There are many explanations as to why ham has ended up as the traditional Easter dinner meat in North America. One is that in the early colonial days, meat was traditionally slaughtered in the fall. There was no refrigeration, so meat that was not consumed fresh would be cured. This was a long process, and the hams were generally ready around springtime, making ham an obvious choice for an Easter dinner. Hams are also a traditional Easter choice in many Scandinavian countries, probably for similar reasons.
The first meats consumed in colonial America were in fact usually game meats such as deer, bear, buffalo and turkey. Animal husbandry was difficult; livestock was expensive and protecting stock from natural predators was time consuming. Turkey quickly became popular as Thanksgiving fare, and the newly ready hams probably made a tasty choice for Easter. But why not lamb?
Sheep were introduced into colonial America by the Dutch and English, and left to forage as was the practice in animal husbandry. The Spanish also introduced sheep in Florida. Mutton (the mature sheep) was eaten by colonial Americans, although it takes longer and more careful cooking than turkey or beef. Lamb would have been a special spring treat, and perhaps some early Americans did eat lamb at Easter. But several things happened that were to change that, and firmly establish ham as the preferred meat.
Ham wins the battle over lamb as the traditional Easter entree in North America
The over-riding popularity of ham rather than lamb as an Easter dish in North America is often dated not to the traditions of early settlers, but to a campaign run in the 1930s by meatpackers in Chicago. They promoted their precooked hams in more than 100 newspapers and women’s magazines as an alternative to a fresh-cooked Easter roast; which the housewife would only have to heat, glaze and serve. The convenience of this would have been a factor in the success of the new tradition, but equally important was the failure of mutton and lamb to seize the tastebuds of the nation.
While tasty and easy to prepare hams were successfully marketed as an Easter menu specialty, lamb and mutton suffered something of a public relations disaster in the Second World War. Mutton was served as the meat of choice in the mess halls of the American GIs. Mutton needs careful cooking to be palatable (lamb is far more tasty), and the mass cooked mutton was almost universally loathed by the soldiers. Most, on return, refused to have anything to do with mutton or lamb – as attested to in several online discussions of the issue.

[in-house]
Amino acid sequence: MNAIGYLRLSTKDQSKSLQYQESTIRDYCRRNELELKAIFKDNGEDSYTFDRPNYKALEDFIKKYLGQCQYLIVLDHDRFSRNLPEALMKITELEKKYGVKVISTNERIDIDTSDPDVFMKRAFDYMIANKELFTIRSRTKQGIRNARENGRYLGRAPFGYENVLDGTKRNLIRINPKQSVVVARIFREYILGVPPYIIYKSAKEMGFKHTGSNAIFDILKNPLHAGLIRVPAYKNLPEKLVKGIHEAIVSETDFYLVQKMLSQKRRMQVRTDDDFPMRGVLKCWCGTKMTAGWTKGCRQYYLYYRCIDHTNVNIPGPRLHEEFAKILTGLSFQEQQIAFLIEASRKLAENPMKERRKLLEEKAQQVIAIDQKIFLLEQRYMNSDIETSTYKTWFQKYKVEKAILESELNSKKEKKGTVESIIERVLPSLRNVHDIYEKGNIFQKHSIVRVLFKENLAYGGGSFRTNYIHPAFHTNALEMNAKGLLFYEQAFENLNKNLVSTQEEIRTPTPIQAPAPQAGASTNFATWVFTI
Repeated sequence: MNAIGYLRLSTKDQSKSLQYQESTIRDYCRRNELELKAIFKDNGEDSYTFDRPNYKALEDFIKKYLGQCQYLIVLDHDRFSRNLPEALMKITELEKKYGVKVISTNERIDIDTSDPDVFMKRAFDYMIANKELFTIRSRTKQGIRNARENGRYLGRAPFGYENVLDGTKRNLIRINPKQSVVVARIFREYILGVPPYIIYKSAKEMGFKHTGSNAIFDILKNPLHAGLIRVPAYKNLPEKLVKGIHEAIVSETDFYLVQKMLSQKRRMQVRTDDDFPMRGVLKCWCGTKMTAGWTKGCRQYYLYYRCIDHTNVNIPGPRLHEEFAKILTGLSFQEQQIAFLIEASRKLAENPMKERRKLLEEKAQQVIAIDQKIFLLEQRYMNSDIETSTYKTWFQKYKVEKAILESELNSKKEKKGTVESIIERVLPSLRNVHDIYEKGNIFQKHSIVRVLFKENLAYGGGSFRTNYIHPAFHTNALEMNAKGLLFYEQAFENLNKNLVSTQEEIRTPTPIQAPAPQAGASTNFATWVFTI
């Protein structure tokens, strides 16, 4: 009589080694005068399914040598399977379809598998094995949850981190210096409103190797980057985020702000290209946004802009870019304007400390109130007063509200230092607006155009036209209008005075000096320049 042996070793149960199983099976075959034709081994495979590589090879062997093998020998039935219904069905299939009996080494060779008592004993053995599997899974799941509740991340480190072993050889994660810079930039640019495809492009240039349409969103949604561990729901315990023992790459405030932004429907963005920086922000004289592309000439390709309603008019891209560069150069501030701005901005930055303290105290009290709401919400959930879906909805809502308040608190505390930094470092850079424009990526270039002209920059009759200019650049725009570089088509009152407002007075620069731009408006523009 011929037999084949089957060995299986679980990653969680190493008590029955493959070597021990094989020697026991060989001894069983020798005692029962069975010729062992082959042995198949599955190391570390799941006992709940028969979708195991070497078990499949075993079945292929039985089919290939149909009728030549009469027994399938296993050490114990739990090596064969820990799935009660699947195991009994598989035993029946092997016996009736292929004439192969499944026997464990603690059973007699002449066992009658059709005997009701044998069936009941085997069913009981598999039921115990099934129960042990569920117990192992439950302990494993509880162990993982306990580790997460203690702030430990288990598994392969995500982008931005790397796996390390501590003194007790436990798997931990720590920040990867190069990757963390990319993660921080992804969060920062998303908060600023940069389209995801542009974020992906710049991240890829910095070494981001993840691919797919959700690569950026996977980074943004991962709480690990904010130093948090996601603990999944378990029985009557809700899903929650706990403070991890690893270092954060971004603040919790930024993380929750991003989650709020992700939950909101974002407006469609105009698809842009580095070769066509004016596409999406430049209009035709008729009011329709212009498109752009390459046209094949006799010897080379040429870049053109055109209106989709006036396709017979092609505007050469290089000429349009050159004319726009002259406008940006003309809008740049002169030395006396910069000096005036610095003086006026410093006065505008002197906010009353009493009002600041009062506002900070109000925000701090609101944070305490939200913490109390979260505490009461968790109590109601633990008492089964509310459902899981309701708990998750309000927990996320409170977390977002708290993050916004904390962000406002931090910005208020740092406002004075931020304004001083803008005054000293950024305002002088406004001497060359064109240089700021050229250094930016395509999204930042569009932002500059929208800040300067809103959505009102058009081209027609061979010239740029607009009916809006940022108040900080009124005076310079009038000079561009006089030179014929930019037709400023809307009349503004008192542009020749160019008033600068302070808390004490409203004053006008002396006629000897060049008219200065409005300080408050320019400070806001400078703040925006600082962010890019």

Sheep are farmed in America, although in far smaller numbers than poultry, beef and pork. However the price of lamb is generally much higher than that of the more popular meats, and many Americans are not familiar with how to cook lamb. Thus it remains relatively unpopular.
Christian arguments for and against lamb instead of ham at Easter
Some Christian groups promote the significance of lamb on Easter Sunday in preference to ham. They cite the ancient biblical symbolism of the sacrifice of the lamb by Abel to God, the first recorded sacrifice in the bible. They point out how Jesus, as God’s own sacrifice, is known as “the lamb of God” and also as “the good shepherd”. They remind us that pigs were considered unclean in the bible and in Jewish and Islamic traditions.
Other Christians assert that since the sacrifice of Christ, sacrifices of lambs and other animals became theologically redundant and therefore the symbolic eating of lamb at Easter would cease to have any religious significance. Nonetheless, the Pope still serves a whole roast lamb every Easter Sunday.
The tradition of eating lamb at Easter is also one that can be linked to the Jewish custom of Passover. Although eating roast meat is not part of the customs of Passover, the sacrificial lamb is known as the Paschal sacrifice. The Anglo Saxon chronicler, the Venerable Bede, uses Paschal as a synonym for Easter and the Celtic/Breton word for Easter is Pascoe.
The traditional Easter dinner menu is lamb or ham
Lamb is considered the traditional meat to roast for Easter in most European countries, although ham is more popular in Northern Europe and lamb in Southern Europe. In North America, its place as an entree has been taken by ham, largely due to marketing campaigns of the 1930s and the unpopularity of lamb as a meat in North America. The turkey is often nowadays marketed as an Easter roast, and many in the UK will serve beef on the menu for Easter day.